From Hagia Sophia to Aya Sofya Cami

Just read the news that Hagia Sophia Museum has been reconverted into a Mosque through a Presidential order in Turkey. Hagia Sofia or “Holy Wisdom” is also known as Ayasofya Cami or Aya Sofya Mosque in Turkish. It is one of the most prominent cultural and religious landmarks in Istanbul or perhaps whole of Turkey. My mind raced back to 9 August 2019 when I along with my family visited this historic building along with my guide Serkan. We were part of small group which had only two families, mine, and a British couple. The British couple were with us during the first half of the tour which included visit to Ayup Sultan Turbesi, Pierre Loti, Spice Bazaar and Cruise on Bosphorus Strait. In the second half was included the Blue Mosque, Hippodrome and Aya Sofya. However, the British couple had already been to Aya Sofya earlier, so they decided to give it a skip effectively making my tour a private one. We had a very knowledgeable guide entirely for us. The queue outside Aya Sofya was serpentine but one of the privileges of having a guide in Turkey is that you jump queue, hence we were inside within 2 minutes.

It is one of the oldest standing religious structure in the world. It was the pride of Nova Roma or Constantinople and was a church for whole of Christianity for almost half a millennia before the divide between Eastern Orthodox Church and Catholic Church. It was founded in 537 which makes it almost 1000 years older to St. Peters Basilica in Vatican.  It was built in 537 during the reign of Emperor Justinian I. For centuries it was the largest dome in the world and the largest interior space in the world. It is justifiably considered the epitome of Byzantine architecture. It is said that on the completion of the Hagia Sophia when Justinian visited the Hagia Sophia for the first time he exclaimed with pride that “Solomon, I have outdone thee”.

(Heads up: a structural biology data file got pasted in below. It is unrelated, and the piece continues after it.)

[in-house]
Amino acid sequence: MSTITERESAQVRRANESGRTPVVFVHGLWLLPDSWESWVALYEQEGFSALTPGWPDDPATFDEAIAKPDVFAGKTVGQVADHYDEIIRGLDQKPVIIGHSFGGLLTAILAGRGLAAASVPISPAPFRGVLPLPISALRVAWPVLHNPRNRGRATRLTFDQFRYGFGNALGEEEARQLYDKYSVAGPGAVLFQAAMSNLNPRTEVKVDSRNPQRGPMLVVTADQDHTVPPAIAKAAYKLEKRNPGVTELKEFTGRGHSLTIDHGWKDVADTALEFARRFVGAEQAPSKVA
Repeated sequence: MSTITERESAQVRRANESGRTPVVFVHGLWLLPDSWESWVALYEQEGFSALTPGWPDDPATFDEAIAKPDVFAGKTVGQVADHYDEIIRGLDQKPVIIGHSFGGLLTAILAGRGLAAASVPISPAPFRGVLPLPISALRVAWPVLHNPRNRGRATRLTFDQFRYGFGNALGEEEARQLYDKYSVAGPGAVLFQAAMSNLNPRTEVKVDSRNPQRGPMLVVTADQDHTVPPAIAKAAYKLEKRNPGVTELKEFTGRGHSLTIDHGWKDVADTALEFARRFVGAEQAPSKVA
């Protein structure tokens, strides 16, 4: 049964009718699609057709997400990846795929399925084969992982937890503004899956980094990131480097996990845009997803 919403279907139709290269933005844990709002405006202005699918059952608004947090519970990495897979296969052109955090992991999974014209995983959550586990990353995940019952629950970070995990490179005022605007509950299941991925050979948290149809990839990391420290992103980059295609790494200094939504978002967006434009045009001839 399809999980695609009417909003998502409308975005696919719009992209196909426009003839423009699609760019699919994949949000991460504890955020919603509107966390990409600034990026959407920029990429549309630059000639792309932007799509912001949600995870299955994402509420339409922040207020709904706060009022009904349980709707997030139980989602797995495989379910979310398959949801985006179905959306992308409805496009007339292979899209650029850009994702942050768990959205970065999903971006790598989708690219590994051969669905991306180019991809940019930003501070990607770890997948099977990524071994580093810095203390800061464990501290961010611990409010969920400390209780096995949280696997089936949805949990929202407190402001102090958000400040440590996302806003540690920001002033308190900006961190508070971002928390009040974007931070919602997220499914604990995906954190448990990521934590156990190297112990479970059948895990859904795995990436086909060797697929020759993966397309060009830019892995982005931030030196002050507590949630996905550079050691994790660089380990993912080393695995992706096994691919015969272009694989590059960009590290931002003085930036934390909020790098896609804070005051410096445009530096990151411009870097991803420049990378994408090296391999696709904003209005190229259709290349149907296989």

Hagia Sophia was constructed first as a Church in 360 A.D by the Roman Empire. It was burned and reburned several times during uprisings. The present structure was constructed by the Byzantines in the 6th century on the orders of Emperor Justinian I. Over the years it was destroyed several times due to earthquakes and by Crusaders and was rebuilt several times. The structure is witness to the changes in history and its fortunes have also changed with the changes in power structure. It was a Byzantine Christian Church from 537 to 1054. From 1054 to 1204 it was Greek Orthodox Church. In 1204, it was converted into a Roman Church. In 1261 it was reconverted into Greek Orthodox Church and remained so till 1453 when it was converted into an Imperial Mosque after the fall of Constantinople in 1453 to the Ottomans who also renamed the city from Constantinople to Istanbul. It was given the name of Ayasofya Cami (Mosque of Ayasofya) by the Ottomans and minarates were added to it. It remained a Mosque from 1453 to 1935 when it was converted into a Museum during the time of Mustafa Kamal Ataturk. It has been converted back into a Mosque on 10 July 2020. Today it is also a final resting place for 5 Ottoman Sultans and their families.

After its conversion back to Mosque the entrance fees has been cancelled. It will still be open to all faiths. According to Erdogan “Like all our Mosques, its door will be open to everyone, Muslims or non-Muslims. As the world’s common heritage, Hagia Sophia with its new status will keep on embracing everyone in a more sincere way”. The first prayers in the Ayasofya Cami will be Friday prayers on 24th July 2020. It would not be out of place to remember that it was 24th July 1923 when the treaty in Switzerland’s city of  Lausanne ended the hostilities between the Allies and the Turkish state.

However, the debate continues whether this is a right decision or not from religious point of view and whether this was the right time for this decision? Those who know their history and have sense of today’s geo-politics can only be amused at the assertion of those who believe that the next step is the establishment of Ottoman Caliphate.

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